Tiger Woods is inching closer to an iconic record. His 74th PGA Tour victory last week means he is only eight away from Sam Snead's all-time mark of 82 victories.
But Tiger still trails in the all-important licensed beverage category. Arnold Palmer has already turned his favorite drink, ice tea mixed with lemonade, into a national brand drink (Arnold Palmer's Half & Half) and this week at the Greenbrier Classic, another legend will get into the act.
Now comes Slammin' Sam Beer, a new brand that will be sold this week at the tournament, and it will initially be available in West Virginia, Virginia and North Carolina.
Slammin' Sam beer will also soon be available at the World Golf Village adjacent to the World Golf Hall of Fame in St. Augustine, Fla.
To note this historic moment, I did a Q&A with Casey Bierer, founder and CEO of Slammin' Sam Beer Co. and a former Golf Channel producer-reporter.
Nobody ever enunciated your name correctly before, did they?
No, it was always Buy-er Be-air-er or something. My name has always been unpronounceable so now I'm the happiest man on the planet because I can just say, My name is Casey Beer. Technically, it's Bierer with two syllables. It's German, and in an old Bavarian dialect, it translates into kegmaker. Which is a crazy thing. When I went on air at Golf Channel, nobody could pronounce my last name so I said, the path to least resistance is just to say "beer." So I went with that.
Just think how your life might be different now if your last name was Vagisil?
[Laughing] Well, I went through my whole college life as Case Of Beer or Beer Nuts.
Do you believe in fate, like Ben Crenshaw? It worked out.
I've got my finger waving in the air, just like Ben.
So you're a graduate of Golf Channel back in olden times when they still used "The" in their name?
I was there for almost six years. I worked as a producer for a year, then they decided to put me on the air, which probably almost destroyed The Golf Channel. I'm a TV producer by profession, for over 25 years. Somebody decided I might be good at interviewing so I did that. I wasn't a trained journalist. My approach was to be like anyone else out there who'd be in awe of talking to these celebrities.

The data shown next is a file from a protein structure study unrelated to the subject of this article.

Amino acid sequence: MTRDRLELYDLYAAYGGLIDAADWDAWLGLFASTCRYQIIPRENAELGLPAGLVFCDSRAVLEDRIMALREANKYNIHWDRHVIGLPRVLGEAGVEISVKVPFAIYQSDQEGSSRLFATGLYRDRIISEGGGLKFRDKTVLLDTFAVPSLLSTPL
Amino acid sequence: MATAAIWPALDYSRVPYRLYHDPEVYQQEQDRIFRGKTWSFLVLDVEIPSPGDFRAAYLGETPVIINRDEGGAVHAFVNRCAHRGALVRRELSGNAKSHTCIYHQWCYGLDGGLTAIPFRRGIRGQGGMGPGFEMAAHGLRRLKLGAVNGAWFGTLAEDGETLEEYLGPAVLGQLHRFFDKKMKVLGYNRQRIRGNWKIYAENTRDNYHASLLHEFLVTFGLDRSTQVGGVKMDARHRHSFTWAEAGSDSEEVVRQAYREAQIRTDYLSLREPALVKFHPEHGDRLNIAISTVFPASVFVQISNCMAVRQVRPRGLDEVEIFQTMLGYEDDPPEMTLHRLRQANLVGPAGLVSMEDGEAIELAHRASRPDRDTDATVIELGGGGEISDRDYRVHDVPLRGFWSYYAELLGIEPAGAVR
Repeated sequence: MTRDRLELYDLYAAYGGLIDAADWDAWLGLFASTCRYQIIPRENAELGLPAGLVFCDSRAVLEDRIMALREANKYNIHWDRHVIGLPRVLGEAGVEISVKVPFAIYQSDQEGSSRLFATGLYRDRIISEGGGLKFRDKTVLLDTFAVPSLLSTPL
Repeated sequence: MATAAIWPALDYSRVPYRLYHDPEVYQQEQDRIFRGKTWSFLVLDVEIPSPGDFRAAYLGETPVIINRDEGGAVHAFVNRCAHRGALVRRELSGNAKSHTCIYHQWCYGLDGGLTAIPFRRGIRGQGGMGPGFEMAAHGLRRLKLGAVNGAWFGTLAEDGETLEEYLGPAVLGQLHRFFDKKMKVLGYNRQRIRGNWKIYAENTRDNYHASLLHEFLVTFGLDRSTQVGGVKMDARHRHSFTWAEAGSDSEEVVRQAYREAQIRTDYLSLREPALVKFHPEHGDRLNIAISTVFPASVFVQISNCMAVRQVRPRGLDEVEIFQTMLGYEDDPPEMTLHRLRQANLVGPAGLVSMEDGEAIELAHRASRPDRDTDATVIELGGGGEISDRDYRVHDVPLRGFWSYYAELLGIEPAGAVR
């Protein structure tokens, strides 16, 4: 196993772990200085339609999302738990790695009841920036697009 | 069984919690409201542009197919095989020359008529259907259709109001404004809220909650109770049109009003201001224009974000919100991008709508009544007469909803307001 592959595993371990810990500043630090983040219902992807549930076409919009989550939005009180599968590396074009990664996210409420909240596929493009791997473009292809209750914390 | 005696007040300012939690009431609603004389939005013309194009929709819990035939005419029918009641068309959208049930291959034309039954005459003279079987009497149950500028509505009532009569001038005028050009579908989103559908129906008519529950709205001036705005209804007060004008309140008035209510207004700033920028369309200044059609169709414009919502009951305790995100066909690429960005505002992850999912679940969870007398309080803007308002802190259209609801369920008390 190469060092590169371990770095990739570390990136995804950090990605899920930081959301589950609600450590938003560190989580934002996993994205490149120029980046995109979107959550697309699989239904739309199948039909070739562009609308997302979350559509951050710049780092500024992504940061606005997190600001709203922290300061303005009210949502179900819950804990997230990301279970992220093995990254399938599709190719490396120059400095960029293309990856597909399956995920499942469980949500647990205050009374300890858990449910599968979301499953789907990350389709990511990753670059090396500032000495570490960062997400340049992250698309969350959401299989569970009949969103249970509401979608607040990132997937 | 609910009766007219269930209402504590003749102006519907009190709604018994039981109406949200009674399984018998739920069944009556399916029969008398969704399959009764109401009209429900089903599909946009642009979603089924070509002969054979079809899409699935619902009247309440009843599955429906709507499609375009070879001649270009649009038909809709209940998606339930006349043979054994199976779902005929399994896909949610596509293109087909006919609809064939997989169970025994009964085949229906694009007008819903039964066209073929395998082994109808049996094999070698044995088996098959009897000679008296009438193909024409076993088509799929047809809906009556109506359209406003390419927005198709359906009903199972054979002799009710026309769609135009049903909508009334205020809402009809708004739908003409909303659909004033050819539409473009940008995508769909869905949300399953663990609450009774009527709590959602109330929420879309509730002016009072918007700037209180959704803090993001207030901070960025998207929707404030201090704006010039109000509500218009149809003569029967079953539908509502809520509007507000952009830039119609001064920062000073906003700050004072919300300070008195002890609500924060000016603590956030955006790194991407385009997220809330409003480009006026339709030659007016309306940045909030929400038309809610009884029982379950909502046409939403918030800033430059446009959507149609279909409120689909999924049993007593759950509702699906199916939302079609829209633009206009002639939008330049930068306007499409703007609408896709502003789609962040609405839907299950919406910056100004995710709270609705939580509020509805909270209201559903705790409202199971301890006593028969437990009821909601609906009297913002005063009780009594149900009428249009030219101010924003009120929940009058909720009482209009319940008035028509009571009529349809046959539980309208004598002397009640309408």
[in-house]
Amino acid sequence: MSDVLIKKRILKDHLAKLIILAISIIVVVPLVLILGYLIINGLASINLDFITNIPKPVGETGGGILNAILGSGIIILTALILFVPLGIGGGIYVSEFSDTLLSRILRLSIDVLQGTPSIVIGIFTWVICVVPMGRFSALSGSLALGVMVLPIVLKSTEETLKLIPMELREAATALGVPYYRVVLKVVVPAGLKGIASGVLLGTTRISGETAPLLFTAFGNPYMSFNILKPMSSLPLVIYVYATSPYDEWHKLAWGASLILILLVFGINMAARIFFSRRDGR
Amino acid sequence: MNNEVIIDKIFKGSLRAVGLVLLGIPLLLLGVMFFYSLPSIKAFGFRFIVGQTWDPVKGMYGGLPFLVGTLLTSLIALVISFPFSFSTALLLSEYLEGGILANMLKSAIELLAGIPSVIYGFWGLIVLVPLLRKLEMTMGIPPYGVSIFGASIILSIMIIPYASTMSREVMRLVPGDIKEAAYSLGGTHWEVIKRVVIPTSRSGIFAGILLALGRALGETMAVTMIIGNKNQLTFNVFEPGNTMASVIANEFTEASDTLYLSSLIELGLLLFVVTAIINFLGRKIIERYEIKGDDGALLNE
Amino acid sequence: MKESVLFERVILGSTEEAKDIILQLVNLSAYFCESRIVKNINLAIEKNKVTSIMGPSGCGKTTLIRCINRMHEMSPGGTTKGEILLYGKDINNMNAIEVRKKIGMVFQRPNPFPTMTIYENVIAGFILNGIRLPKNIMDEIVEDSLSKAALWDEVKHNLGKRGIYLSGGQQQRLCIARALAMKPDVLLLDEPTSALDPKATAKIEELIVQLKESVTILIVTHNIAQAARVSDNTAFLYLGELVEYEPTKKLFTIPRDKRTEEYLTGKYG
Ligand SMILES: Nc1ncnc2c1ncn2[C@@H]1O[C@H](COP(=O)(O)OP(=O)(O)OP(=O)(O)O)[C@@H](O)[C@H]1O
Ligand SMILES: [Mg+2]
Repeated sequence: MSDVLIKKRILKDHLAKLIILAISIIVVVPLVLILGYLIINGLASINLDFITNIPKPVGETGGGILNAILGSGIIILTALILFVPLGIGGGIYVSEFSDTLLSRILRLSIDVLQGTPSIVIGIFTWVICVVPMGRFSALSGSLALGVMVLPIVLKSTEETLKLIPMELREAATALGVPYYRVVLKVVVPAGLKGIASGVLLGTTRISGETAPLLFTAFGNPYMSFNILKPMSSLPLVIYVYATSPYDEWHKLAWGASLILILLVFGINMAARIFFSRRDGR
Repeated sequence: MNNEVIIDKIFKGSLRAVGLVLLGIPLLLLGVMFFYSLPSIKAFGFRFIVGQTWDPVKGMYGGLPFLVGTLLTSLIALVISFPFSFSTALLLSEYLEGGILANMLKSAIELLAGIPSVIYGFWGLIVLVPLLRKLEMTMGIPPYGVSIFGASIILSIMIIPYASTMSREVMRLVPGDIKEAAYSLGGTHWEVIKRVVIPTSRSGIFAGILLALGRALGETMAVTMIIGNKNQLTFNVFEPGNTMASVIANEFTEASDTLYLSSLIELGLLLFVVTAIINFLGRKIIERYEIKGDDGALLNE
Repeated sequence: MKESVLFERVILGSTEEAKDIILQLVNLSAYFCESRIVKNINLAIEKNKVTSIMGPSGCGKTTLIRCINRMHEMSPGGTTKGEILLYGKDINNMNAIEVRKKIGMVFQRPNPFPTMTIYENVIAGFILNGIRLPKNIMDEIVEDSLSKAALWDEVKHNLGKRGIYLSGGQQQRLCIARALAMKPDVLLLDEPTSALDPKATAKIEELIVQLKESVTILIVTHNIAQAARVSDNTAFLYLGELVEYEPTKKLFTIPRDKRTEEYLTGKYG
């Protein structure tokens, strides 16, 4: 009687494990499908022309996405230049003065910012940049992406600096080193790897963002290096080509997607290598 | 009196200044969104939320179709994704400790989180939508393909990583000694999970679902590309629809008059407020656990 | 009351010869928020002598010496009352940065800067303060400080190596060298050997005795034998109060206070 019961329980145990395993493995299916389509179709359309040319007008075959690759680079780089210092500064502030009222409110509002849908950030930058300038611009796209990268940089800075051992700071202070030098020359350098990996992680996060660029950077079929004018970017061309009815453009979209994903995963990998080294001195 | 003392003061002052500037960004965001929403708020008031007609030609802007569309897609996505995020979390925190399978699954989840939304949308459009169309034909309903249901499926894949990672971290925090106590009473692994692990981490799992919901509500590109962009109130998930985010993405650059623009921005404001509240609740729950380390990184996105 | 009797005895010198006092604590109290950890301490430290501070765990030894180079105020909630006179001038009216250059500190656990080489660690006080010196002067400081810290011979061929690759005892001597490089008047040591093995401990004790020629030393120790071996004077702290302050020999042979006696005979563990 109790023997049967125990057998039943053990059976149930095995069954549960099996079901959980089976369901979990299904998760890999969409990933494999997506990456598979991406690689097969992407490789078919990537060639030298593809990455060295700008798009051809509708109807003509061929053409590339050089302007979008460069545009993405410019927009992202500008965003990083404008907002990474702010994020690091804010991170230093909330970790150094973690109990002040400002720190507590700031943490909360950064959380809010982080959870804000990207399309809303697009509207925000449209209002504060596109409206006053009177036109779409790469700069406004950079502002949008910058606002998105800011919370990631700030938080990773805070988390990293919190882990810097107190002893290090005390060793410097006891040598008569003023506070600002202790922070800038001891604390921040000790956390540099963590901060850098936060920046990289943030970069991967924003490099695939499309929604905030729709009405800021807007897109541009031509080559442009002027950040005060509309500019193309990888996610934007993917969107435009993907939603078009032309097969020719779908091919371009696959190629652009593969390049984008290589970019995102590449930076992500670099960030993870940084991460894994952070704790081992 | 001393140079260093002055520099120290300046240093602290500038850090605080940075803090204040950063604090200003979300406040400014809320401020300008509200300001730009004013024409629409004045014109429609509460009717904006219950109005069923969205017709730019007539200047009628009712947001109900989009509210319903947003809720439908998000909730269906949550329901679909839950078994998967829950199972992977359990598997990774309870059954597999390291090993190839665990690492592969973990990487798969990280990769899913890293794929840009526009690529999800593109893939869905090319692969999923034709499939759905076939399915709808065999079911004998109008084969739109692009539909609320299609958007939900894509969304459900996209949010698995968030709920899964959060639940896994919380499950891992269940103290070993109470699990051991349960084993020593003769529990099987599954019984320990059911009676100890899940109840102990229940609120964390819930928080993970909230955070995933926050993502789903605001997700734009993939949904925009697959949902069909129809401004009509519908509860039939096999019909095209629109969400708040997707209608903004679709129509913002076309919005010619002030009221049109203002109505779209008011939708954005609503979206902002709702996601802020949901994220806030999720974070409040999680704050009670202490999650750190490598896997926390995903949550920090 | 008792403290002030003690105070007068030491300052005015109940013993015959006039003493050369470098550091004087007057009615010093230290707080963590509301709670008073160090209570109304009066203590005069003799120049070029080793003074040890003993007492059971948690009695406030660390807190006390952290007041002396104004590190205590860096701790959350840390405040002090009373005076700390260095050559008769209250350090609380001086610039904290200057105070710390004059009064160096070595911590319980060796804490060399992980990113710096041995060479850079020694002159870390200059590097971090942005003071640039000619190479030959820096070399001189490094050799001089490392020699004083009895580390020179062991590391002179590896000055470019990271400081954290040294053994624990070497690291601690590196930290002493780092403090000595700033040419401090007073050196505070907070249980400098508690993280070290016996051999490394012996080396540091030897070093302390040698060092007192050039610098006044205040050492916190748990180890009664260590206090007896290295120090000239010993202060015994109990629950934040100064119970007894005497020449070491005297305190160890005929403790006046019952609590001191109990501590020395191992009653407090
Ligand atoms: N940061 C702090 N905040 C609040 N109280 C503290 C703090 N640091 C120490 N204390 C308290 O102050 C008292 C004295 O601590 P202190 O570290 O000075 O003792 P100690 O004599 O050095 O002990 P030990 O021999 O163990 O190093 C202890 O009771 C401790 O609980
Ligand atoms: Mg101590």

Did you have a memorable question moment?
The only time I got nervous was when I interviewed Jack Nicklaus for the first time at the ceremonial first tee shot and clinic at the opening of the course that he shared with Arnold Palmer. It was on tape, the cameraman was getting ready. Jack was next to me. He must've noticed I was nervous. The thing about Jack is when he's with you, he's really with you. He's very sincere. He grabbed my elbow and said, "This is an absolutely beautiful day. Don't worry about anything, we're going to have a good time together." That was one of the best moments I had in TV.
What a nice gig talking to the greats.
I never had a bad experience-Jack and Mr. Palmer and Tiger and Gary Player and Tom Watson. It was surreal.
So how'd you go from golf producer to beer baron?
I was actually interviewing Mr. Palmer at Bay Hill about Arnold Palmer Half & Half in the can probably six years ago. I was doing a business report on his product. I was in his office, he was answering a question at length, and I looked at him and thought, geez, "I love Arnold Palmer Half & Half but Mr. Palmer, where's the beer?" I'm like "Golf, beer." They're synonymous. They go together. Why hasn't anyone put one of these golfers on a beer?
Bartender, I'll have another Gil Morgan Lite, please.
My favorite player of all-time was Sam Snead, who had the greatest swing of all time. I think he had the greatest nickname of all-time, Slammin' Sam, so I started to formulate this idea to create Slammin' Sam, the Smoothest Beer in Golf. It took a long time, I eventually met with the Snead family, and I was able to make a licensing deal with them.
So now you're learning the wonderful beverage business and the distribution business.
It's a big learning curve. The U.S. government and the assorted states don't make it easy to get into the beer business.
How did you come up with your trademarked phrase, Smoothest Beer in Golf?
Mr. Snead had the smoothest swing in golf, and I like a smooth beer. To me, it seemed like a natural.
I've come up with a couple other marketing slogans that you might want to trademark, which you can have for a nominal fee. It's Slammer Time!
Let the big dog drink.